By Sir Vince Cable on 03/04/2020
We know that COVID-19 is imposing a massive economic shock, leading to a recession that is global – unlike the 2008 crisis, which bypassed countries like China and India.
This will be very deep, with a large part of the economy deliberately shut down by the state to stop the spread, but of indeterminate length. We could see the recession as V-shaped, deep but short, with recovery beginning within months.
But it can also be U-shaped, with slower, longer, recovery; or W-shaped with a second wave of infection or secondary economic consequences; or even L-shaped, if damage is permanent and there is no recovery for a long time.
What we are seeing in the UK at present, as a result of lock-down conditions, is a big supply shock with some sectors effectively closing down and going into hibernation: hospitality and entertainment; most bricks and mortar retail (but not necessarily online); parts of transportation (aviation effectively closed, but continuing rail, road and shipping at lower level); a lot of manufacturing (but not food producers); public and private services, which depend on face-to-face contact, but many others continuing online.
Construction is uncertain. The main utilities and infrastructure industries are continuing normally. Some sectors should remain strong: healthcare (obviously); food (from farming to distribution); bits of the logistics sector (Royal Mail); telecommunications and IT. The big variations in stock price movements reflect this diversity.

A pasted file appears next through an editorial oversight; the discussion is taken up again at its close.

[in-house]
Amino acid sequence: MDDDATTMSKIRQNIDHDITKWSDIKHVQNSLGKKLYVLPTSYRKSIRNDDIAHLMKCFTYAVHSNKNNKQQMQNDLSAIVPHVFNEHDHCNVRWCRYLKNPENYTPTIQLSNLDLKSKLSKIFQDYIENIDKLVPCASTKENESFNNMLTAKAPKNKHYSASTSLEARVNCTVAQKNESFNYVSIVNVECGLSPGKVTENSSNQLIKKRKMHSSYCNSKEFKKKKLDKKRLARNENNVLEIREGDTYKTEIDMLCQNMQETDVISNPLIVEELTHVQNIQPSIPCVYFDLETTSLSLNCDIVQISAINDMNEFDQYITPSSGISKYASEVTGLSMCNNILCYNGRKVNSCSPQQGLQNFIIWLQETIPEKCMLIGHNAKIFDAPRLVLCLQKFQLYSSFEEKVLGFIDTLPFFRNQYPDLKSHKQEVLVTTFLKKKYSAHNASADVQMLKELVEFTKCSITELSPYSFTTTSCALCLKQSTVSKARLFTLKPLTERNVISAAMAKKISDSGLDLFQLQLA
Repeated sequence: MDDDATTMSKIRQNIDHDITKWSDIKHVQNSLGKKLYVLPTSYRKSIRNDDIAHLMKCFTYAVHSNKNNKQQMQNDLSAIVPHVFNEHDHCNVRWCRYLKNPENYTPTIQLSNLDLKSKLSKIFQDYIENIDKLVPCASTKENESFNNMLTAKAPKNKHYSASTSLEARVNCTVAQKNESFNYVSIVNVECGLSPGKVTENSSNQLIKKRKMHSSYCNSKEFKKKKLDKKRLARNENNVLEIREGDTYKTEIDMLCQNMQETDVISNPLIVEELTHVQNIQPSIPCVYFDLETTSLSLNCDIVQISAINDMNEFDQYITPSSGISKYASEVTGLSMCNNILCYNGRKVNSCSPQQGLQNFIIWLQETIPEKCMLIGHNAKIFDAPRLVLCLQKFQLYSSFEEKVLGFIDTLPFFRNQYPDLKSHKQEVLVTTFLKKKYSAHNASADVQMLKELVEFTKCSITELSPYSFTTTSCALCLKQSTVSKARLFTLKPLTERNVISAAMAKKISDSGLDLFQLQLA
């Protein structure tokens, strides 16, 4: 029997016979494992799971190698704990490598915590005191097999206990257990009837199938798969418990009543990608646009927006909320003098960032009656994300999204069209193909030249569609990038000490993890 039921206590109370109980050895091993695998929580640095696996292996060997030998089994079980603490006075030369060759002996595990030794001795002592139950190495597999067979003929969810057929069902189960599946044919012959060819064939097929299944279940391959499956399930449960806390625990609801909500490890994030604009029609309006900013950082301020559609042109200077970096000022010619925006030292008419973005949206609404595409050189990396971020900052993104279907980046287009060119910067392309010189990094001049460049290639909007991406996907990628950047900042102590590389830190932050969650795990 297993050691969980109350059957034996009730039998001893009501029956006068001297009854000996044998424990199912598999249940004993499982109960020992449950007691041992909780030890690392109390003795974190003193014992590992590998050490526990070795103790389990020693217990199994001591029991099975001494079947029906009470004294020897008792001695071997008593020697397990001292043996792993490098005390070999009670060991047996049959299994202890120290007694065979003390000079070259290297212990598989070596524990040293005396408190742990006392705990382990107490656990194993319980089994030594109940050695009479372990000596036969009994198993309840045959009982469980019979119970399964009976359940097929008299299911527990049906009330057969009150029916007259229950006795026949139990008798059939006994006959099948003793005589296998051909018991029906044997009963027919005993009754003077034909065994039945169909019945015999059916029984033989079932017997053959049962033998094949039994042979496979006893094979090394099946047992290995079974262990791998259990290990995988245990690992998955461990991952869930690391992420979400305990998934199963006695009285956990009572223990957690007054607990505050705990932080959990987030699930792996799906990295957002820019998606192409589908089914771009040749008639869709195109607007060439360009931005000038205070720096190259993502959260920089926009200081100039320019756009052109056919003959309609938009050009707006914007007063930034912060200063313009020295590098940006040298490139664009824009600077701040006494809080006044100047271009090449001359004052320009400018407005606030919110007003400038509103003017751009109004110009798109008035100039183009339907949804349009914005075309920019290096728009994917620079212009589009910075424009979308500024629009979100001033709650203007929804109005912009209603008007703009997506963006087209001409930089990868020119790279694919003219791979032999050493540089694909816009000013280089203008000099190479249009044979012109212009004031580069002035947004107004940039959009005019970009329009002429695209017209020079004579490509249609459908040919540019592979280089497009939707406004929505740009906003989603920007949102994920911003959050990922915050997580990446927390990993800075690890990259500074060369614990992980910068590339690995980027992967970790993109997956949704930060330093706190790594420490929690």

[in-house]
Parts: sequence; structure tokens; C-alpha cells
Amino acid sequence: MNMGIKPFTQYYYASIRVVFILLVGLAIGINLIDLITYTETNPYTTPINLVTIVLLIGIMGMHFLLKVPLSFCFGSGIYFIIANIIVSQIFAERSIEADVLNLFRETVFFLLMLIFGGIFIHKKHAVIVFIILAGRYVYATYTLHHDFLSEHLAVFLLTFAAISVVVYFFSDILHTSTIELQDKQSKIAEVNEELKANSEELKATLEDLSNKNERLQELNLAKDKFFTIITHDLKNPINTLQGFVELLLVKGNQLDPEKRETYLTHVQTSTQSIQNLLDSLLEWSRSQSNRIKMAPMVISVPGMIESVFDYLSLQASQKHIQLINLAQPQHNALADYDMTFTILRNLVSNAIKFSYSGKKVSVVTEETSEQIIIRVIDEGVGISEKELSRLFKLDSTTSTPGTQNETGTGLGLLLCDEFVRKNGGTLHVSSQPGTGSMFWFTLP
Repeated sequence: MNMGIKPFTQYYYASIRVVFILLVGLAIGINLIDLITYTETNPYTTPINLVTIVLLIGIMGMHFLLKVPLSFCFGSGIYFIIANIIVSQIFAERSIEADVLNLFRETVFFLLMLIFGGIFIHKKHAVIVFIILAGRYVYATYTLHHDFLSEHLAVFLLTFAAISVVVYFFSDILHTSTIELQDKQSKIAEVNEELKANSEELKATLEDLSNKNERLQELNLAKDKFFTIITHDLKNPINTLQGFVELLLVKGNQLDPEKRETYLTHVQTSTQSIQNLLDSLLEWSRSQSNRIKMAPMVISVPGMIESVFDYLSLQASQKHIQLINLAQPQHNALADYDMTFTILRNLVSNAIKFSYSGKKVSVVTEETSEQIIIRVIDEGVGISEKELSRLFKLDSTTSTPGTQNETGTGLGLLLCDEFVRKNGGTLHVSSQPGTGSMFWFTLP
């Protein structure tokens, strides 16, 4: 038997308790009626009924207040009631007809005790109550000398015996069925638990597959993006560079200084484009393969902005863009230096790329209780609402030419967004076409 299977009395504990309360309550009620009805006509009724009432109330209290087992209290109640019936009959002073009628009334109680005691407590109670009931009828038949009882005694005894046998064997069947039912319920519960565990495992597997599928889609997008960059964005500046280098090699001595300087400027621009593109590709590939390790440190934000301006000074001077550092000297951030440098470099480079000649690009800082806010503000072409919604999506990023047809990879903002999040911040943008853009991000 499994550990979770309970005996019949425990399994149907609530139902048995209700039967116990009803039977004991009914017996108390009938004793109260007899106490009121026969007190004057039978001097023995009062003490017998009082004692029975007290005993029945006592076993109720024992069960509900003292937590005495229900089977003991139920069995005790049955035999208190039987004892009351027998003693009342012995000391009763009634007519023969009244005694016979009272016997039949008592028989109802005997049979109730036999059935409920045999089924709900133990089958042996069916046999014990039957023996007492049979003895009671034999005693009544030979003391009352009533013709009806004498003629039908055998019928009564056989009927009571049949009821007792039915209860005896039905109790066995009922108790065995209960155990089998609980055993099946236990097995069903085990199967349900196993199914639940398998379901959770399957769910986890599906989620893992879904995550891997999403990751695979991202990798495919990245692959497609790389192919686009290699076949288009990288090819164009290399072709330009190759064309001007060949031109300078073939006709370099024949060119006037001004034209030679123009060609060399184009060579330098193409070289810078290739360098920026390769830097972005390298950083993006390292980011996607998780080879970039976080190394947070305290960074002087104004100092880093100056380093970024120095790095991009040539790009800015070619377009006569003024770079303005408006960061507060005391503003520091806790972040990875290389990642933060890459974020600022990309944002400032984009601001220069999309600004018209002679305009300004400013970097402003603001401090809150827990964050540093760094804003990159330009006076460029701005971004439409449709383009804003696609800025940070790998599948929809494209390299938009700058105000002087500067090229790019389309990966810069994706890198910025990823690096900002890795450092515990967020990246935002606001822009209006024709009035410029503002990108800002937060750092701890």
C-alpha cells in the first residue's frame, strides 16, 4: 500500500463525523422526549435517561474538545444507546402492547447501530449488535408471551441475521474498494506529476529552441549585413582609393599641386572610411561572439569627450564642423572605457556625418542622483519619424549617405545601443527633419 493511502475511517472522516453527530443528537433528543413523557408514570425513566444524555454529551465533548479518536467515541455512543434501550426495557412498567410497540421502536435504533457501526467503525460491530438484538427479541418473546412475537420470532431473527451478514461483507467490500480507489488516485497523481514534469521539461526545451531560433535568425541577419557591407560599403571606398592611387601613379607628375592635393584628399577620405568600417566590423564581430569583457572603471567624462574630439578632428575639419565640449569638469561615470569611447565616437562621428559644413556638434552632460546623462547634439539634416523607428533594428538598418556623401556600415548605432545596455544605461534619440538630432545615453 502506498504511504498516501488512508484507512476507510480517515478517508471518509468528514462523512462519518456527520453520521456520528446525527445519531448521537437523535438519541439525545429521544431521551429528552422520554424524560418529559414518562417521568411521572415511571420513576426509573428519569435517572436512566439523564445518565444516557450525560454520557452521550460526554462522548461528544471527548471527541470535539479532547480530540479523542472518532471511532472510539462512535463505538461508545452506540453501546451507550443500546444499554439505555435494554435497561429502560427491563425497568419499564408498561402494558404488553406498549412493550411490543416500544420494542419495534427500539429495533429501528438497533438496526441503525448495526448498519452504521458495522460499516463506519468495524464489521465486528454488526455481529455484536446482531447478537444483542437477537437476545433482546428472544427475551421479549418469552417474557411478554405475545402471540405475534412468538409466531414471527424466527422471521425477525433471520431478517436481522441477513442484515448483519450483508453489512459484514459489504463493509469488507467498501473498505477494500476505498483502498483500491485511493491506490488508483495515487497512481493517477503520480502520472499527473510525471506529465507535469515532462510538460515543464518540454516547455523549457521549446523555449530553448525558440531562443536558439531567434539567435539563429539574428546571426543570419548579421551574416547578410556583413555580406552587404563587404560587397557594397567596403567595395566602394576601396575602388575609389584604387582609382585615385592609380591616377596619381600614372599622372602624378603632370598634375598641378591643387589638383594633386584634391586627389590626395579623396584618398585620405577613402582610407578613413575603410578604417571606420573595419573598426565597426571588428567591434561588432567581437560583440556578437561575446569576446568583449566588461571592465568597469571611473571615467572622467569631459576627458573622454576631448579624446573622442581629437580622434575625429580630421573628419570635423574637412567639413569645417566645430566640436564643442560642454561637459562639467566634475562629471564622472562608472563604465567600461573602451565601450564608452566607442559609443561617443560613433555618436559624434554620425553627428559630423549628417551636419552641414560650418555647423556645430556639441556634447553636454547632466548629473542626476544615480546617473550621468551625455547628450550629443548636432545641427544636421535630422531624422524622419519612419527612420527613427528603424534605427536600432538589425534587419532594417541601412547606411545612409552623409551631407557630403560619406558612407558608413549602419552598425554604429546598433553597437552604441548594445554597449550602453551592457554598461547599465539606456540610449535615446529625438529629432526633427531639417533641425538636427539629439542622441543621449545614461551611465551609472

There is also a demand shock, as households and businesses cut back on spending because of insecurity or cuts in income. Some governments have moved quickly to act as ‘spenders of last resort’.
The UK has acted with commendable speed, not only to provide credit lines to companies, but to provide subsidies to companies to keep on staff who are otherwise facing redundancy.
For those who are out of work, however, there is the notoriously frugal and inefficient Universal Credit system. Several governments (including Singapore, Australia and the USA) are experimenting with ‘helicopter money’: making direct payments unconditionally to large numbers of citizens.
There is no ‘correct’ solution; experience will provide lessons. But there is a general problem: if governments are to throw money at the problem, there is an issue of what level of government debt is sustainable. If there are sustainability issues, one solution is for governments to borrow from the Central Bank, to monetise the deficit (‘printing money’ in simple language). Japan is already doing that. It is the correct response if controlled and temporary and depoliticised.
One worry is that the Eurozone rules preclude such an approach and this lack of flexibility may be a critical weakness if the crisis escalates (though the asset purchase policy of the European Central Bank should, at least for now, prevent a widening of spreads on sovereign debt and a return of the Eurozone crisis).
How long will the crisis last? There is vast uncertainty around the epidemiology, let alone the economics.